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Marcus D. ROBINSON, Petitioner, v. STATE of South Carolina, Respondent.
In this case, we granted certiorari to review the post-conviction relief (PCR) court's denial of Petitioner Marcus D. Robinson's request for relief. Petitioner argues that the PCR court erred in ruling that he was not prejudiced by plea counsel's failure to challenge the use of a prior uncounseled magistrate court's conviction to enhance the sentence on his present conviction. We find that the prior uncounseled conviction was improperly used to enhance Petitioner's sentence and remand the case for resentencing.
On September 16, 2003, Petitioner was indicted on one count of trafficking crack cocaine. At the plea hearing, the State and the plea judge noted that Petitioner had a prior conviction for possession of marijuana from 2000. The plea judge informed Petitioner that, consistent with a second offense, the minimum sentence he could receive would be seven years and the maximum would be thirty years. Plea counsel did not object to the trafficking offense being treated as a second offense and Petitioner was sentenced to twenty years.
Petitioner filed an application for PCR, alleging that his guilty plea was involuntary and unknowing and that plea counsel was ineffective in failing to challenge the use of the prior conviction as a sentence enhancer. Specifically, Petitioner testified that he pled guilty without an attorney in magistrate court to marijuana possession in 2000 and was sentenced to public service. Petitioner was subsequently arrested and served jail time after failing to complete the public service. Petitioner testified that he believed he was pleading guilty to trafficking, first offense, rather than trafficking, second offense. However, Petitioner testified that he wanted to plead guilty.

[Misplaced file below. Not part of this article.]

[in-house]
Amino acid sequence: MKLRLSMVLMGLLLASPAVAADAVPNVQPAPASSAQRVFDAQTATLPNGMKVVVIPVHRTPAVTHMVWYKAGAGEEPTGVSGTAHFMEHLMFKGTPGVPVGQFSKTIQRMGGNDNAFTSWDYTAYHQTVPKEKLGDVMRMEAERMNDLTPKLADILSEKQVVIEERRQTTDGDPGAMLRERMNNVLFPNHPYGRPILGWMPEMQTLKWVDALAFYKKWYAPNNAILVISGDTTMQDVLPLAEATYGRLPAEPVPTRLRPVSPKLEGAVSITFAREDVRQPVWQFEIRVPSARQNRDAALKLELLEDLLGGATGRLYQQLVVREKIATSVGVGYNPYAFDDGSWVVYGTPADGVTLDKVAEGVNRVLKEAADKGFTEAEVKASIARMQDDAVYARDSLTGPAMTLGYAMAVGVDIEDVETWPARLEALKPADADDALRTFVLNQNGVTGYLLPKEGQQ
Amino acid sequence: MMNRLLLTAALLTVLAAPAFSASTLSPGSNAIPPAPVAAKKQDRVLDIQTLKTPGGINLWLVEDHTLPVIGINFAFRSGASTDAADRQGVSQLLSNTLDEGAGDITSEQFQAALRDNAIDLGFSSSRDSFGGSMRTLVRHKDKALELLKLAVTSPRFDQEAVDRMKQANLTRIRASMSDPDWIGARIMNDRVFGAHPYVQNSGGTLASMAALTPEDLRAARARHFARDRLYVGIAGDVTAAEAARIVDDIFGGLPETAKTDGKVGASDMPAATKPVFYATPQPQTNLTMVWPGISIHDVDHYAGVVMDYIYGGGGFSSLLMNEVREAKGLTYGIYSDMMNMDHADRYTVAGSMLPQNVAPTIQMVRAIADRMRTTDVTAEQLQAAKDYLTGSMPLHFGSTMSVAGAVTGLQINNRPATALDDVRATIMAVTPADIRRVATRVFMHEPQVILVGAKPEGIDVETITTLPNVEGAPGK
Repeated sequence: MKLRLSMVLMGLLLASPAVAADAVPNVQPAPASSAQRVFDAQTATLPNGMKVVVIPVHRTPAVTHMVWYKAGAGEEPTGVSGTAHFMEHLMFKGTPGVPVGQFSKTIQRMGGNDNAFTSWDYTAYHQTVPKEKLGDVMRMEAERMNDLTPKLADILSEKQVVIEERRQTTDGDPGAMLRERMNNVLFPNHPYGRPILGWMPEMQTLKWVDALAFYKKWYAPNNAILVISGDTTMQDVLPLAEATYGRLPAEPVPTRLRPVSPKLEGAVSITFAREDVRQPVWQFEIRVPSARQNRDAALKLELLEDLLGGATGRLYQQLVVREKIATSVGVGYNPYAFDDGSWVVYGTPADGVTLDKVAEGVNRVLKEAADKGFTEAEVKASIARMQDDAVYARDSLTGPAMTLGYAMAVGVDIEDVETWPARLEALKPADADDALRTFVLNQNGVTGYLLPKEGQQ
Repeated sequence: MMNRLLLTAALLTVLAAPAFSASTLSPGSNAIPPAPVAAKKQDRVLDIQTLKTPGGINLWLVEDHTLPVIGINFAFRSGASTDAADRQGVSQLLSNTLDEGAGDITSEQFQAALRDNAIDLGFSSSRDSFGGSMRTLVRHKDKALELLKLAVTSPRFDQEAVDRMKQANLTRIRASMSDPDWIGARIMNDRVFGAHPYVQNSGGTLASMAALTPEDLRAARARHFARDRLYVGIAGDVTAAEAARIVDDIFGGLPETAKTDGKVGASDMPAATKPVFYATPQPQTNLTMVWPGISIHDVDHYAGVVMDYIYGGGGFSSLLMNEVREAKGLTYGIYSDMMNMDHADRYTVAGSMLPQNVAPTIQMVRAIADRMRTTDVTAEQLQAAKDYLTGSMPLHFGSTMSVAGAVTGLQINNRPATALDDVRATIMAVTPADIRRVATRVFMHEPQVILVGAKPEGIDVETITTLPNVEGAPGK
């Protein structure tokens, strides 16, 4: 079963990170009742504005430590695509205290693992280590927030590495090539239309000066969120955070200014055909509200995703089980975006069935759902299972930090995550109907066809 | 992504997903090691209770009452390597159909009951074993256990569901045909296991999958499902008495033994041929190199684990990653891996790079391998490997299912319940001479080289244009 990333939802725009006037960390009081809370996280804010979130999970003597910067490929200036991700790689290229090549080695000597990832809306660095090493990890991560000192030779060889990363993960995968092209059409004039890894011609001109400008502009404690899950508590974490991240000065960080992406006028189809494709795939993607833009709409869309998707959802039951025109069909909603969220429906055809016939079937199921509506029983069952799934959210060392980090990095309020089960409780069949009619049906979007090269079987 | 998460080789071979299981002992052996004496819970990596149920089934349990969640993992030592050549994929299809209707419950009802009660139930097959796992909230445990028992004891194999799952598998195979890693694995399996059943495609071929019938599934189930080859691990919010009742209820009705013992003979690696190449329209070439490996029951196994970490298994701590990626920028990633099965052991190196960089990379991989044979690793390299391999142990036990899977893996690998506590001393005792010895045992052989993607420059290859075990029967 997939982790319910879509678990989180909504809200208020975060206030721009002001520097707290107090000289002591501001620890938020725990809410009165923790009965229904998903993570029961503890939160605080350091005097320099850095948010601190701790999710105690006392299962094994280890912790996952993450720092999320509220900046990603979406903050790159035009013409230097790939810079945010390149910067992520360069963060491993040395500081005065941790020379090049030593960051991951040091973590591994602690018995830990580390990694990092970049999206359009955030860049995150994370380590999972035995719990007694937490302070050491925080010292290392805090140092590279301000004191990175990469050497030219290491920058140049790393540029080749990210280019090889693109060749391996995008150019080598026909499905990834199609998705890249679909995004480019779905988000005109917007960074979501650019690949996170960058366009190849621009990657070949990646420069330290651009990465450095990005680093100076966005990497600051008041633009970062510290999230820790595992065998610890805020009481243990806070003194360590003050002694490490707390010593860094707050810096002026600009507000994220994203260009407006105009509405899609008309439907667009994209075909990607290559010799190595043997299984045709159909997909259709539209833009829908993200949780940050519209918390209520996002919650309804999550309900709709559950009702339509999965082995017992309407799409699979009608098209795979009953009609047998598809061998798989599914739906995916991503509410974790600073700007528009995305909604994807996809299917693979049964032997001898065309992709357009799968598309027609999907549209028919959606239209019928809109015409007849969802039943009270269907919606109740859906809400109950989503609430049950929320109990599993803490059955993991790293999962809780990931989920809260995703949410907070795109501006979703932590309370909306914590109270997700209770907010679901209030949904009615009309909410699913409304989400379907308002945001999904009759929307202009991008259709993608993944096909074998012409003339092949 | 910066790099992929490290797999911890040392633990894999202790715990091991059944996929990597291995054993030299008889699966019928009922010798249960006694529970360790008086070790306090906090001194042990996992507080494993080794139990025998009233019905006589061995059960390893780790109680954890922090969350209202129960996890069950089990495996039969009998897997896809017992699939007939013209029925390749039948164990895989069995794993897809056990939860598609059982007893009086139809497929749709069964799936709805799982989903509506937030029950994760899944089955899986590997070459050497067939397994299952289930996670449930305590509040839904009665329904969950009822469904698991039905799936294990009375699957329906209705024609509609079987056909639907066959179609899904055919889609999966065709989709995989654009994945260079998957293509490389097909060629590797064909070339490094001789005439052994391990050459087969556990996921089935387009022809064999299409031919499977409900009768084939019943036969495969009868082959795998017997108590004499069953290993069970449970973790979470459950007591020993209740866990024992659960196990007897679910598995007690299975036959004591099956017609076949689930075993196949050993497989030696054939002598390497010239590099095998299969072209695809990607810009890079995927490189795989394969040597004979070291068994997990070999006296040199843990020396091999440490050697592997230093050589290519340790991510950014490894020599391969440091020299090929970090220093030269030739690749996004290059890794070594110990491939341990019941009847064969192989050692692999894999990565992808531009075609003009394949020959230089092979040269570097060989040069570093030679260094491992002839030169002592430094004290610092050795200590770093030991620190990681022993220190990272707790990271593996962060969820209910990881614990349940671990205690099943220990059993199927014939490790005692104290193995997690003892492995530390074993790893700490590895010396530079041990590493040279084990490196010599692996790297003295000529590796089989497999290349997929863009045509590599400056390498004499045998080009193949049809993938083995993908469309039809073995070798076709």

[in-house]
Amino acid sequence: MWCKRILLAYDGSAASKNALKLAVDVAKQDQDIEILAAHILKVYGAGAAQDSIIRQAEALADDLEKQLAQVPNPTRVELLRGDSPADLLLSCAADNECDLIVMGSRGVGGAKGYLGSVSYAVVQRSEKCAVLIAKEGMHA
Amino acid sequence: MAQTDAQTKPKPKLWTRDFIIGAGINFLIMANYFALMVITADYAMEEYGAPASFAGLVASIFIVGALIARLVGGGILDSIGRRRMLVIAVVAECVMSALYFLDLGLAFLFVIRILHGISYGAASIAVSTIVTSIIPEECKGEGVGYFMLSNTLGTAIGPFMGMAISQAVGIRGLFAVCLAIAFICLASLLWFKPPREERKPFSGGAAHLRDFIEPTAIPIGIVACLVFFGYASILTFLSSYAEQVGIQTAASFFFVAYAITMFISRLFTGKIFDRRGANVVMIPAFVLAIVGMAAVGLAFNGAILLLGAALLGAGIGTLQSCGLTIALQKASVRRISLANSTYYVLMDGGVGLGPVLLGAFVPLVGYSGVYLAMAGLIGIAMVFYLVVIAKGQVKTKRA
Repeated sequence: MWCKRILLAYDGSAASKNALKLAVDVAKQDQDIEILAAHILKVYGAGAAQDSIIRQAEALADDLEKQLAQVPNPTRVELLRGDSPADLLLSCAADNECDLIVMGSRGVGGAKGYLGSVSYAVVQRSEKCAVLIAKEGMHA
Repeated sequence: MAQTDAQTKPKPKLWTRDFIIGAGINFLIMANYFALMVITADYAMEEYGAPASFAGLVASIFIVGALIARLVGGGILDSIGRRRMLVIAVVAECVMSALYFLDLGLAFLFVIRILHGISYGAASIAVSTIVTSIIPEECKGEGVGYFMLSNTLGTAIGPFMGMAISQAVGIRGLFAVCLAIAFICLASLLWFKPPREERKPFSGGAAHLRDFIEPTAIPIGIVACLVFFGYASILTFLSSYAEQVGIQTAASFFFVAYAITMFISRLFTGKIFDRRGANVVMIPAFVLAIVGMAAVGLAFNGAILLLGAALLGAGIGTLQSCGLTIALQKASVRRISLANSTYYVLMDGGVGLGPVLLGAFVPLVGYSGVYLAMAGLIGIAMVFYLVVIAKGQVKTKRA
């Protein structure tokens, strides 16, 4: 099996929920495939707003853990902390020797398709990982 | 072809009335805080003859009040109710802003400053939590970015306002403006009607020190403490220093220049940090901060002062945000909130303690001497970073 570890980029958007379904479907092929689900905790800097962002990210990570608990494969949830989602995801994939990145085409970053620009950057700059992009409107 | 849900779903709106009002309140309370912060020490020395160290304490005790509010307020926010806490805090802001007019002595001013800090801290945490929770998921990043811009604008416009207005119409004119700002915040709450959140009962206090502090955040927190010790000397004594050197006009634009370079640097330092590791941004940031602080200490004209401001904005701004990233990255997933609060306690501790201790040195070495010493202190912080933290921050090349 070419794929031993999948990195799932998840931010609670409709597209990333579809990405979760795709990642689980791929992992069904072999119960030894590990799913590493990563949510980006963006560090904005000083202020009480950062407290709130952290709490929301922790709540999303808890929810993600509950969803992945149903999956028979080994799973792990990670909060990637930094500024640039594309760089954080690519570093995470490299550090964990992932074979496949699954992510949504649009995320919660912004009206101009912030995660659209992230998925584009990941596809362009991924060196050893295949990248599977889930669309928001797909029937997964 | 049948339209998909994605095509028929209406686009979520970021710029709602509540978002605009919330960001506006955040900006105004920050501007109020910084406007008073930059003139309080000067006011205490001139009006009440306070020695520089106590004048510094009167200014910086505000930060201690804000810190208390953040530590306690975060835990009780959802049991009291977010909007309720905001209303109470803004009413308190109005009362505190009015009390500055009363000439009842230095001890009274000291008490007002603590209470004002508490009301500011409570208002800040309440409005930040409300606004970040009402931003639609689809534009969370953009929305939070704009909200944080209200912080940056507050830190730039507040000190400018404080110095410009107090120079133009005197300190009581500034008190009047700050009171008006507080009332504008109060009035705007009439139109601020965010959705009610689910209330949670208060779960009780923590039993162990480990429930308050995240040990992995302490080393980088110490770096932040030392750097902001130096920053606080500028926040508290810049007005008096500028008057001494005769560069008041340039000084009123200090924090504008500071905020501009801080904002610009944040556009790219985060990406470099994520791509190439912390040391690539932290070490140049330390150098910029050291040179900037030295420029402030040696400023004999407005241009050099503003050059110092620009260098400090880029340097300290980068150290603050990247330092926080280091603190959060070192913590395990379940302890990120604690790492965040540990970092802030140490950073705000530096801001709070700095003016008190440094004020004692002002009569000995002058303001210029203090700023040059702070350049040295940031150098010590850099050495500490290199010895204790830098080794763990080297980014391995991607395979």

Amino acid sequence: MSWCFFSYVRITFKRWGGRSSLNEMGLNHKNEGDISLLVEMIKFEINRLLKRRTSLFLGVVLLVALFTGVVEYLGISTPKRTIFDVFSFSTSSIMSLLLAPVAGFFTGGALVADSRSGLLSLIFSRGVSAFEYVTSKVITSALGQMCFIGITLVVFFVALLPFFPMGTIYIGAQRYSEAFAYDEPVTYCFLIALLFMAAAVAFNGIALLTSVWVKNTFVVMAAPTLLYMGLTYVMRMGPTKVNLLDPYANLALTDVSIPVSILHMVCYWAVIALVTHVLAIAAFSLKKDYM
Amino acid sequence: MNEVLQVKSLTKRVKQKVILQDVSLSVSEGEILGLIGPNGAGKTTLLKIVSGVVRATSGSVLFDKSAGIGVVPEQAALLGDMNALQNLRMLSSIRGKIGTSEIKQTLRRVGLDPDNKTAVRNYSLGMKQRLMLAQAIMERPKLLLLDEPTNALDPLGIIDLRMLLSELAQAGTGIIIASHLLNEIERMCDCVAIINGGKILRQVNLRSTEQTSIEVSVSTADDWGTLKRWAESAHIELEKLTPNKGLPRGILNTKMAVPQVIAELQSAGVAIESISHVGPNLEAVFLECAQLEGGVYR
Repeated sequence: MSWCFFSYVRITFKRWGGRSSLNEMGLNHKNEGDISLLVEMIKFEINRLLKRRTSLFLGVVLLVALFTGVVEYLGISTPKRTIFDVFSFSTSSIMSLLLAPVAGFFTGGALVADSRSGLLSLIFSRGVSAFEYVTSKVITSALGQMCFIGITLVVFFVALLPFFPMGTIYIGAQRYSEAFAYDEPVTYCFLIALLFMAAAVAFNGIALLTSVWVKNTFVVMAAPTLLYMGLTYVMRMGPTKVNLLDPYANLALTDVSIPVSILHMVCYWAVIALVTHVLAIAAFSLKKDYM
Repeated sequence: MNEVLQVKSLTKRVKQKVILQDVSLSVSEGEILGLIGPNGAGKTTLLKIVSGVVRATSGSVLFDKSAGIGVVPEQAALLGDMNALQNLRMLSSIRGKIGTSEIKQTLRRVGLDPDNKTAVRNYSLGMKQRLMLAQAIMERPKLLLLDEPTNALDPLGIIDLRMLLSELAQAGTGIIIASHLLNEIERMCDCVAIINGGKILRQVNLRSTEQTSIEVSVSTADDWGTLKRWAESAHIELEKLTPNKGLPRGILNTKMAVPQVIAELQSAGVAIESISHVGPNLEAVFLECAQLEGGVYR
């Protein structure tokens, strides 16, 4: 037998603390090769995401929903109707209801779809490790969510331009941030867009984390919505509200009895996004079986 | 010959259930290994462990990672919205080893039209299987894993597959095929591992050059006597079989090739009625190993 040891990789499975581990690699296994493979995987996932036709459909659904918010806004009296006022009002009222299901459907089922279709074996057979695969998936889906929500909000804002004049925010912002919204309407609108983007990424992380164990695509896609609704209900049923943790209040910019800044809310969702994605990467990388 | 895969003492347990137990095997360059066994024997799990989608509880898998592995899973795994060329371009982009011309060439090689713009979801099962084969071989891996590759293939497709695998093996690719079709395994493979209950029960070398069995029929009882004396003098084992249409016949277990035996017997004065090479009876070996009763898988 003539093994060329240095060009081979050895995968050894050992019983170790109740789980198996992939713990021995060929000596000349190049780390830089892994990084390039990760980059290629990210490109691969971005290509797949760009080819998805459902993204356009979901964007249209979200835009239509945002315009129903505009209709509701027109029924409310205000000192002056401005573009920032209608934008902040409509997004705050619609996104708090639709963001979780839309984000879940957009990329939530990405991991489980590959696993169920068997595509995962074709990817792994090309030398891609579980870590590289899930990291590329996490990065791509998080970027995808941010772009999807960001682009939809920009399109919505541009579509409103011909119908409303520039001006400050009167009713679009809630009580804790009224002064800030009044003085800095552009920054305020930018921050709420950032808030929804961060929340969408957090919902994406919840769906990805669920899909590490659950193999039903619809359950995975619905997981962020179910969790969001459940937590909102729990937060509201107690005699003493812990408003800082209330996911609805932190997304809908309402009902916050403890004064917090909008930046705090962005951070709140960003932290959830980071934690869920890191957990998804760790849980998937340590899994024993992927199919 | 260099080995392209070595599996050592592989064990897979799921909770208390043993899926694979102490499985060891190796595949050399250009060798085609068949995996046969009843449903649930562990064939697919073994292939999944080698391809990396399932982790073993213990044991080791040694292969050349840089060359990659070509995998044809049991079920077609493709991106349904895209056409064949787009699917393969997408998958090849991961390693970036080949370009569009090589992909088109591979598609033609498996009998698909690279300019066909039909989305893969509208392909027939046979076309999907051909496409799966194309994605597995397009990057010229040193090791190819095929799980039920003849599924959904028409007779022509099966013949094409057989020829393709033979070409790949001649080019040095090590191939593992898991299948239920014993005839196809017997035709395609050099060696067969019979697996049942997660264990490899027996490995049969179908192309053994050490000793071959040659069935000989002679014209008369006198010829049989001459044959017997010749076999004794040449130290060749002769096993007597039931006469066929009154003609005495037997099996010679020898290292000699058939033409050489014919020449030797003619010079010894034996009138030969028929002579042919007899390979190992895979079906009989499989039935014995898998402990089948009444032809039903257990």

The PCR court denied relief and found that, although plea counsel should have challenged the use of the 2000 uncounseled conviction, the use of that conviction did not prejudice Petitioner because he was sentenced to twenty years, less than the maximum sentence for a first offense.
Petitioner appealed and raises the following issue for review:
Did the PCR court err in ruling that Petitioner was not prejudiced by plea counsel's error in failing to challenge the use of his prior uncounseled magistrate court's conviction to enhance sentencing on the present conviction?
Standard of Review
The burden of proof is on the applicant in post-conviction proceedings to prove the allegations in his application. Butler v. State, 286 S.C. 441, 442, 334 S.E.2d 813, 814 (1985). The PCR court's ruling should be upheld if it is supported by any evidence of probative value in the record. Cherry v. State, 300 S.C. 115, 119, 386 S.E.2d 624, 626 (1989).
Petitioner argues the PCR court erred in denying relief on the grounds that Petitioner failed to show prejudice because he was sentenced within the range of available sentences for a first offense of trafficking. We agree.
A defendant's prior uncounseled misdemeanor conviction may only be used to enhance his sentence for a subsequent conviction if the defendant was not actually imprisoned as a result of the prior conviction. Nichols v. United States, 511 U.S. 738, 749, 114 S.Ct. 1921, 128 L.Ed.2d 745 (1994); Glaze v. State, 366 S.C. 271, 274-5, 621 S.E.2d 655, 657 (2005).